A meeting of the Council of Australian Governments.
The Productivity Commission has recommended reform to the relationship between the federal and state governments. Here are three areas that demand it.
Many more faces to be added to a national database, but will it make us any safer?
The COAG agreement to share our biometric data - including some photo ID - is an erosion of our privacy and will give people a false sense of comfort.
The key messages from Thursday’s COAG meeting were about co-operation and a nationally consistent approach to counter-terrorism.
National discussions about counter-terrorism strategy are welcome, but require robust follow-up if they are to improve responses to terrorism.
Federal and state leaders endorsed another set of counter-terrorism measures at a special meeting on Thursday.
In the main the public have accepted the world has changed, justifying altering the balance between security and rights. But there is still argument over precisely where lines should be drawn.
The special COAG on national security saw the leaders united on the need to do more.
The states' handover of driver licence data for a beefed up national facial biometric matching capability would only bring existing arrangements into 'real time'.
The AFP and state counterparts want longer questioning and detention time between a person being arrested and either charged or released.
Malcolm Turnbull this week is pushing for a further toughening of national security laws.
Hospitals might be penalised for every admission that could have been avoided, under a proposal floated by Greg Hunt.
A plan to fine hospitals for avoidable hospitalisations and pay GPs to prevent them has many issues. The main problem is that it's impossible to measure the outcomes of health care in Australia.
A single, national market that supplies all of Australia’s electricty is looking dangerously outdated – and politically impossible.
The idea that Australia's national electricity market is either useful or feasible has simply passed.
The controversial Narrabri coal seam gas project. Australia has plenty of gas reserves that are cheaper to develop and a safer bet.
AAP Image/Dean Lewins
Australia has enough gas reserves to supply the next 25 years' demand. Federal pressure to lift state bans on onshore gas development is pointless, risky – and won't bring prices down.
The new anti-terror laws COAG has proposed for Australia go far beyond those in the UK.
Proposed new laws will restrict parole and bail to those merely associated in some way with terrorism, even when they have not be arrested for – or convicted of – a specific terrorism offence.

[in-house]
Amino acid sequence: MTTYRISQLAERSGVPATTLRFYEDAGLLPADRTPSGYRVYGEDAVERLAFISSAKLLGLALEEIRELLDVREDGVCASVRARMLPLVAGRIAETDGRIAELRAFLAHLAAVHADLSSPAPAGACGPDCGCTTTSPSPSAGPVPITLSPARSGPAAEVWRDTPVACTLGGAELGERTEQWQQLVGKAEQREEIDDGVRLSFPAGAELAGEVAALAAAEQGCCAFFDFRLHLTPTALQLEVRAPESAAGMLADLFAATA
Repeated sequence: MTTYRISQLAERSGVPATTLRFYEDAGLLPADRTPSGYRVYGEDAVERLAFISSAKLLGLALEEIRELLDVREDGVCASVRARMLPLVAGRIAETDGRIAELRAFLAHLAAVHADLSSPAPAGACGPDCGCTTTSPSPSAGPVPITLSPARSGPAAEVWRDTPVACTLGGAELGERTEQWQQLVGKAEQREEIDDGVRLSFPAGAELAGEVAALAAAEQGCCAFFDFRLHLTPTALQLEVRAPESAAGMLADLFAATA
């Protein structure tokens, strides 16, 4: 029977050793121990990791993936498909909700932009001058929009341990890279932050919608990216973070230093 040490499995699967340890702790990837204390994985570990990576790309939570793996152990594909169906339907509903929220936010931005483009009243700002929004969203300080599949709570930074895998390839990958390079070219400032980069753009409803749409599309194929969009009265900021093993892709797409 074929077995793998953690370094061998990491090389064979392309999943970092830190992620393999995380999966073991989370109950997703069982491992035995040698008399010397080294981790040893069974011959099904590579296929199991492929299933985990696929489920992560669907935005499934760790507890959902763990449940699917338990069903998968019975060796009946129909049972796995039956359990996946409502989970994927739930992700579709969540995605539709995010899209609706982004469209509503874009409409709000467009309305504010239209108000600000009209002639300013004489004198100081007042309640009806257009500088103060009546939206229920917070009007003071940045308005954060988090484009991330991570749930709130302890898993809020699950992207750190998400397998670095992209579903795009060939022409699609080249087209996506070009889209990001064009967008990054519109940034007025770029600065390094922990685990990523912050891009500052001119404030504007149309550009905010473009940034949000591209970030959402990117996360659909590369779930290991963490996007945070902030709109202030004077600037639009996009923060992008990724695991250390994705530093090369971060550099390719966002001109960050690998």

Federal and state leaders will convene as soon as practicable for a special COAG meeting on counter-terrorism.
States and territories have agreed to strengthen their laws to ensure a presumption against granting bail or parole when people had 'demonstrated support for, or have links to, terrorist activity'.
South Australia has the most wind energy in the country.
Wind turbine image from www.shutterstock.com
The South Australian and federal governments' energy feud reached a peak this week, but just who is responsible?
Friday’s post-COAG press conference saw a blunter approach from the assembled first ministers.
A ragged COAG meeting has ended with a split over a new competition agreement and public swipes at Malcolm Turnbull and his government.
Offenders who breach personal protections injunctions would face up to two years jail or a fine of more than $20,000 or both.
The Turnbull government has announced it will strengthen the law relating to family violence.
Better, cleaner buildings could deliver a quarter of Australia’s greenhouse gas reductions.
Buildings image from www.shutterstock.com
Energy upgrades to Australia's buildings could meet a quarter of our climate goals.
While Malcolm Turnbull still has a substantial lead over Bill Shorten as better prime minister, the gap has narrowed markedly.
The federal government has fallen behind Labor in Newspoll for the first time under Malcolm Turnbull, with Labor now leading 51-49% on a two-party basis.
In a stage-managed moment organised by the Prime Minister’s Office, Malcolm Turnbull and Scott Morrison walk together to a car taking them to the airport.
Premiers and chief ministers on Friday delivered a humiliating public blow to Malcolm Turnbull, bluntly telling him they didn’t want even to think about his “big idea” to allow them to raise income tax…
The new funding meets some of the shortfall left by the 2014 budget cuts.
States will receive an additional A$2.9 billion from July 2017 to June 2020, with growth in Commonwealth funding capped at 6.5%. The Conversation's experts respond.
The government’s proposal looks like nothing more than a cost shifting exercise.
The prime minister's proposal to cease federal funding for public schools is a response to a budgetary problem, not a way to improve educational outcomes.
Prime Minister Malcolm Turnbull at the COAG meeting with state and territory premiers and treasurers.
Giving states the power to levy income tax won't make up for the shortfall in health and education funding and it could mean poorer states are worse off.